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Out of Babel

Michael Hofmann: Thomas Bernhard Traduced, 14 December 2017

Collected Poems 
by Thomas Bernhard, translated by James Reidel.
Chicago, 459 pp., £25, June 2017, 978 0 85742 426 6
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... The​ posthumous progress in English of the Austrian writer Thomas Bernhard (1931-89) is marked by deaths: those of his majoritarian and minoritarian translators David McLintock and Ewald Osers, in 2003 and 2011 respectively; and in 2015 that of Carol Brown Janeway, his publisher at Knopf, his unlikely champion over decades (because, for all his influence and cultishness, Bernhard in English never exactly sold), and the translator herself of the posthumous My Prizes, in an exquisitely bound volume from Notting Hill Editions, with a justly amused introduction by Frances Wilson: ‘Few writers have received more applause than Thomas Bernhard, Austrian novelist, playwright and enfant terrible, and few have bitten more sharply the hand that clapped ...

Reger said

Michael Hofmann: Thomas Bernhard, 4 November 2010

Old Masters: A Comedy 
by Thomas Bernhard, translated by Ewald Osers.
Penguin, 247 pp., £9.99, May 2010, 978 0 14 119271 0
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... The Austrian novelist and playwright Thomas Bernhard (1931-89) once said: ‘You have to understand that in my writing the musical component comes first, and the subject matter is secondary.’ It’s a strange thing for this professional controversialist and Austropathic ranter to have said – that we should attend to the form, balance and measure in his work, when everything in it would seem to lead to the giggle and gasp of hurt given or received, or the hush and squeal of scandal – but it is sound advice ...

Solipsism

Ian Hacking, 4 February 1988

The False Prison: A Study of the Development of Wittgenstein’s Philosophy, Vol. I 
by David Pears.
Oxford, 202 pp., £19.50, September 1987, 0 19 824771 0
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Wittgenstein’s Nephew 
by Thomas Bernhard.
Quartet, 120 pp., £8.95, February 1987, 0 7043 2611 6
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... mad nephew Paul Wittgenstein. Wittgenstein’s Nephew: A Friendship is a brief memoir by Thomas Bernhard, the poet and novelist, naturalised Austrian. It reeks of a Central Europe some thought was extinct, but the narrative begins in 1967, when Paul was 60 – although it reminisces about many earlier events. It will be read at one ...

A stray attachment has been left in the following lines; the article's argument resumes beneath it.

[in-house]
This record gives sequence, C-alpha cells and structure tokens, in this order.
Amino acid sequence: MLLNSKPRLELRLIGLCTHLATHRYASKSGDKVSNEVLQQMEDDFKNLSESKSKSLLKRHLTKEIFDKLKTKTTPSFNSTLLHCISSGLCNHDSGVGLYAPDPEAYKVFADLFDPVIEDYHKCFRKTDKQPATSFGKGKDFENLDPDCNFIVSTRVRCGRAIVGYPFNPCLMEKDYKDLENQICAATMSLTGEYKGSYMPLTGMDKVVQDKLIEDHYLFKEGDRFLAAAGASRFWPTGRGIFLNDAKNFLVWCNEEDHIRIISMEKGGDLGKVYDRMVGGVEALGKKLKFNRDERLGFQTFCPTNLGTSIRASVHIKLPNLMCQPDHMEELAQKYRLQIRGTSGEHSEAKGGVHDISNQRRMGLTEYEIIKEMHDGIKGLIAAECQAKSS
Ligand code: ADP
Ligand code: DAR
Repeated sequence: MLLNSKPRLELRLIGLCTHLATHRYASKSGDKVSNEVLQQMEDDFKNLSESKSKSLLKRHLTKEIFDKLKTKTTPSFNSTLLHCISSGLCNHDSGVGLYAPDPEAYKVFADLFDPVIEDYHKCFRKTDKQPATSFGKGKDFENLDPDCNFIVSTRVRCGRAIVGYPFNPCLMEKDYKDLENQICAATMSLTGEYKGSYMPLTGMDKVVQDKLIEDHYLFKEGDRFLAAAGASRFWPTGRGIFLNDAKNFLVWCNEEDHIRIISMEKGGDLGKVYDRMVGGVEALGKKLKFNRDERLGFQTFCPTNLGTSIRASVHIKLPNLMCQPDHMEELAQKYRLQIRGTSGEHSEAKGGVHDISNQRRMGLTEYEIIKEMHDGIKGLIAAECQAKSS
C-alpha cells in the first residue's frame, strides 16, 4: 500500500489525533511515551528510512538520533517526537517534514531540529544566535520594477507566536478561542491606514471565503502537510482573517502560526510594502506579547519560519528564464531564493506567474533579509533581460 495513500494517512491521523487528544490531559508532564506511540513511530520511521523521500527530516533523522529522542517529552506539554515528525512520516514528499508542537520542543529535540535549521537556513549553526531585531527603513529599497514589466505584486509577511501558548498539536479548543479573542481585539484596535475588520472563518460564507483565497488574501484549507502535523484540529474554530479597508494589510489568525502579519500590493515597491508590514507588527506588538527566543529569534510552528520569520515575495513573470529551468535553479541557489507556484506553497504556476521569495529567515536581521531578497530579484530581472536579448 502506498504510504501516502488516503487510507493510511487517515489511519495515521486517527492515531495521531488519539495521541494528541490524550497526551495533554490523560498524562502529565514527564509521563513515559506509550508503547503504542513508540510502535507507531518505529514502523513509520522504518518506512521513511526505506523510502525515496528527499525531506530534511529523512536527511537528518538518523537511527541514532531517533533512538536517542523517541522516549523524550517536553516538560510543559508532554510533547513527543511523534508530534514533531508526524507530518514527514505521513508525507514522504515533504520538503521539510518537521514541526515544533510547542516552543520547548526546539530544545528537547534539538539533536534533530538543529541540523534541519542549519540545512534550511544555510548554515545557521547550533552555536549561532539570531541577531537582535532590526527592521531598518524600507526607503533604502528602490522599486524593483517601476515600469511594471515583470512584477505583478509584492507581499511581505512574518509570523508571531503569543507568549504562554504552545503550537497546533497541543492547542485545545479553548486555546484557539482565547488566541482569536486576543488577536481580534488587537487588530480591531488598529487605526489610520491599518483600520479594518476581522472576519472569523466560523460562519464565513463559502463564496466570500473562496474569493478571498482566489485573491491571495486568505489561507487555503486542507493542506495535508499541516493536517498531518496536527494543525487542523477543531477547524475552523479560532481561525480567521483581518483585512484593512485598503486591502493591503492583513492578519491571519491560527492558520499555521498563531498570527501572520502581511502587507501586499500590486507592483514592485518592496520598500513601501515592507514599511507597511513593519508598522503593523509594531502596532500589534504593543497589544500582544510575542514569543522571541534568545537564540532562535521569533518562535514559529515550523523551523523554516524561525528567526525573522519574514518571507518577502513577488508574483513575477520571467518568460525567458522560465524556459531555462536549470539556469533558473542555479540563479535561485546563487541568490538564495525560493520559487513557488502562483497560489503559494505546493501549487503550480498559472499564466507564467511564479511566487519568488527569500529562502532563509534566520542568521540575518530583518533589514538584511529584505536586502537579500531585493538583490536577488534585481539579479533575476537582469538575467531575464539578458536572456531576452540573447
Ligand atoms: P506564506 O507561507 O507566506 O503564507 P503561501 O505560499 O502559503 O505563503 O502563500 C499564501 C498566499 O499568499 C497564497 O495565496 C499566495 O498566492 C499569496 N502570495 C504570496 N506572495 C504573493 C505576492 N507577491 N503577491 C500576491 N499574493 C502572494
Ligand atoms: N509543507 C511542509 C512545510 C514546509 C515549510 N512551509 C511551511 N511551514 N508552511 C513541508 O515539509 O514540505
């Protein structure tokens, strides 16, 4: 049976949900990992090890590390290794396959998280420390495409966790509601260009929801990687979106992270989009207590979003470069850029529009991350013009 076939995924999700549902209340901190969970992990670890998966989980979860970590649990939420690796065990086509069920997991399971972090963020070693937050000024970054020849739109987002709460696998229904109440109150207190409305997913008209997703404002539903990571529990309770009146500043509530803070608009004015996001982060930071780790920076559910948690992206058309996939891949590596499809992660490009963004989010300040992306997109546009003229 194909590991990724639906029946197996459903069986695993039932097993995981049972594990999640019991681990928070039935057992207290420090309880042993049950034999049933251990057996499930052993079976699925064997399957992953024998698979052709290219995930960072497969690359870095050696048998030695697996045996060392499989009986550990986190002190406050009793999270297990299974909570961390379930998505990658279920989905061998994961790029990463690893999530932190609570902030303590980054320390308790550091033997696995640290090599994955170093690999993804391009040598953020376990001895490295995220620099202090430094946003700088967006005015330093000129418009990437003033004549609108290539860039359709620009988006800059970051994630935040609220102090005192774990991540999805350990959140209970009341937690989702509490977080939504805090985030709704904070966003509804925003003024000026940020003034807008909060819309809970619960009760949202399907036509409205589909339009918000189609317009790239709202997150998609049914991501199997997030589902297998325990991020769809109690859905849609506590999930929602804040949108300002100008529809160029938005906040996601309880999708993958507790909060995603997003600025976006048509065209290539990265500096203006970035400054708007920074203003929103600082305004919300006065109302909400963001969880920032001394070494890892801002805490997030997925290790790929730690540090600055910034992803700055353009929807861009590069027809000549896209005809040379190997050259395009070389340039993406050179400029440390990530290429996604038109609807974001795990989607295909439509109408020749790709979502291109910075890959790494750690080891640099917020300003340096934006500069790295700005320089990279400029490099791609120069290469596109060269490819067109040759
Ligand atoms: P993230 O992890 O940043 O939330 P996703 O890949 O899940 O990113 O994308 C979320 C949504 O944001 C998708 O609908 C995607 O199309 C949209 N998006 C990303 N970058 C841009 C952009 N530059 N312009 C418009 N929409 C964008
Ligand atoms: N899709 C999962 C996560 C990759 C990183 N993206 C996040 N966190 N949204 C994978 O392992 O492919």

How to play the piano

Nicholas Spice, 26 March 1992

Music Sounded Out 
by Alfred Brendel.
Robson, 258 pp., £16.95, September 1990, 0 86051 666 0
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Glenn Gould: A Life and Variations 
by Otto Friedrich.
Lime Tree, 441 pp., £12.99, October 1990, 9780413452313
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... of his death, Glenn Gould had become the subject of a novel, Der Untergeher by the Austrian writer Thomas Bernhard. Der Untergeher (literally ‘the sinker’ or ‘the one who goes, or is destined to go, under’ – perhaps ‘the loser’) describes the impact of Gould’s playing and personality on two exceptionally talented young Austrian ...

Long Live Aporia!

Hal Foster: William Gaddis, 24 July 2003

Agapē Agape 
by William Gaddis.
Atlantic, 113 pp., £9.99, January 2003, 1 903809 83 5
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The Rush for Second Place: Essays and Occasional Writings 
by William Gaddis, edited by Joseph Tabbi.
Penguin, 182 pp., $14, October 2002, 0 14 200238 0
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... add a little of the ‘I can’t go on, I go on’ of Beckett and a lot of the run-on ranting of Thomas Bernhard, a contemporary whom the Gaddis surrogate here accuses of plagiarism before the fact. (Agapē Agape does recall Concrete, a Bernhard novel about a writer unable to begin a biography of a composer.) In the ...

Taking Refuge in the Loo

Leland de la Durantaye: Peter Handke, 21 May 2014

Versuch über den Pilznarren: Eine Geschichte für sich 
by Peter Handke.
Suhrkamp, 217 pp., £14.70, September 2013, 978 3 518 42383 7
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Peter Handke im Gespräch, mit Hubert Patterer und Stefan Winkler 
Kleine Zeitung, 120 pp., £15.36, November 2012, 978 3 902819 14 7Show More
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... is confounding by design, as it was with his fellow countryman, contemporary and sometimes rival, Thomas Bernhard, and as it was with one of his finest critics, W.G. Sebald. In Essay on the Jukebox, the second volume in the series Handke has recently finished, he, or a narrator quite like him, tells of how, in writing, he moved a cypress he’d seen in ...

Where Forty-Eight Avenue joins Petőfi Square

Jennifer Szalai: László Krasznahorkai, 26 April 2012

Sátántango 
by László Krasznahorkai, translated by George Szirtes.
Atlantic, 320 pp., £12.99, May 2012, 978 1 84887 764 1